Most Sacramento-area cities, as well as the county, prohibit dispensaries and all commercial marijuana activity.
CaNORML’s Summary of MAUCRSA provides information about this law, and their Advice for Cannabis Businesses and Cultivators has additional details of its requirements.
Marijuana use, possession, and distribution is still illegal under federal law. 21 U.S.C. § 801 et seq. This complicates many aspects of the business, including leasing property, banking and complying with tax law, in addition to the potential for prosecution.
Local rules on dispensaries and businesses
Buying, using, and distributing medicinal marijuana has been legal in California since 1996 (see our article “Medicinal Marijuana Laws” for more). In 2016, California passed the Adult Use of Marijuana Act (AUMA) legalizing the use and cultivation of marijuana for adults over 21.
Landlords can prohibit smoking and cultivation in rented residences. If you live in federally subsidized housing it is grounds for eviction for illegal activity, since it’s still illegal under Federal law. For lots more on landlord-tenant issues, see Cannifornian’s “Ask An Attorney: Can my landlord forbidden me from growing marijuana at home?”
Federal decriminalization is a priority of Senate Majority Leader Chuck Schumer. (“Schumer: Senate will act on marijuana legalization with or without Biden,” April 3, 2021, by Natalie Fertig, Politico.com.) The House of Representatives in April passed the “Secure and Fair Enforcement (SAFE) Banking Act of 2021,” which, if it passes the Senate, will protect banks from liability for handling money from the marijuana trade. (“Cannabis Banking: The Safe Banking Act 2.0 Passes the House of Representatives,” April 20, 2021, National Law Review.)
Producing and selling marijuana
State regulations for both medicinal and recreational purposes are now finalized, and production and distribution licenses are being issued. You can check licenses at the Bureau of Cannabis Control website. Local cities and counties continue to regulate medicinal and recreational marijuana growth and distribution as well.
The Cannifornian website has a great tool for quick reference to the ordinances in all California cities: Local Cannabis Laws Database. County information can be found at the California State Association of Counties and the CanniBusinessLaw website.
This is the section that describes how an individual may legally cultivate cannabis in their residence, and the limits placed on their right to do so.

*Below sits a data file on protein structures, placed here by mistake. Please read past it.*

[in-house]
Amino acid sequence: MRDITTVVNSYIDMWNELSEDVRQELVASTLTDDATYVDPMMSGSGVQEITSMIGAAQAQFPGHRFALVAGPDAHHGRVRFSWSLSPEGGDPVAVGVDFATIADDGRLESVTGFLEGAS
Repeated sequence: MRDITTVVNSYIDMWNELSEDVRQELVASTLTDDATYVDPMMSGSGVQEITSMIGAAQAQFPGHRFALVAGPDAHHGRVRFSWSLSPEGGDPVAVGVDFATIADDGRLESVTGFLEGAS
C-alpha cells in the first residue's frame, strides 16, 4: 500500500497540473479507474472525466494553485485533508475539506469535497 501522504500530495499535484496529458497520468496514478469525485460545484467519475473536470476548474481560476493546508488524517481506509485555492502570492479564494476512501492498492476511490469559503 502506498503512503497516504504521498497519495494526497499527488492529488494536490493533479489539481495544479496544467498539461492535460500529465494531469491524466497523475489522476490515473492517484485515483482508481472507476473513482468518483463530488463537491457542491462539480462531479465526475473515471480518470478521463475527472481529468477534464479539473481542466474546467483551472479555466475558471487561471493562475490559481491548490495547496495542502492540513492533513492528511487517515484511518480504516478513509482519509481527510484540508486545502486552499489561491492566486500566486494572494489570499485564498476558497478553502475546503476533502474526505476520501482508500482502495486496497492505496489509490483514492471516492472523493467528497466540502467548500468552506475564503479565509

This final section applies to the City’s right to abate illegal cannabis cultivation. It begins by describing a number of reasons why illegal cannabis cultivation is a bad thing; it leads to crime, such as burglary and home invasion, can pose fire hazards and risk of failure of electrical systems and can pose public health hazards from the use of solvents or the production of hazardous waste. The section then goes on to recognize that illegal cannabis cultivation is a public nuisance.
There are 6 specific, sequential sections in chapter 8.132 that deal with residential cannabis cultivation, section 8.132.010 through 8.132.060. Each of them addresses a different aspect of the issue.
Because this is an unsettled area of the law, there are a number of different defenses that can be raised, but it is not yet certain what effect, if any, each potential defense may have. Some defenses may be more viable than others, and some may be available in some cases, but not others. An experienced attorney is probably your best shot at raising the defenses that have the highest probability of success, a few of which are:
Amount of Administrative Penalty:
This is not a well-settled area of the law, and the precedent for it is still being litigated in the courts. A case of this nature will very likely require more than simply claiming you were unaware of cannabis cultivation on your property. Because of that, having an experienced attorney who can pursue every angle, and make the most impactful arguments will likely give you the best chance of avoiding having to pay a large administrative fee for something you took no part in.
*indicates the city has a cannabis equity program (or is in development of one)
(C) Any cannabis cultivation in violation of this chapter is also subject to the California Uniform Controlled Substances Act (Division 10 of the California Health and Safety Code), including the provisions in Chapter 8, (commencing with Section 11469) relating to the seizure, forfeiture, and destruction of property.
County Board of Supervisors
(E) Cultivation is not conducted in a manner that constitutes a public nuisance. A public nuisance may be deemed to exist if the cultivation produces light, glare, heat, noise, odor, or vibration that is or whose effect is either detrimental to public health, safety, or welfare or interferes with the reasonable enjoyment of life or property; or if cultivation is deemed hazardous due to the use or storage of materials, processes, products, or wastes.
Sect. 6.88.050 – Personal Cultivation Restrictions
CA State Senate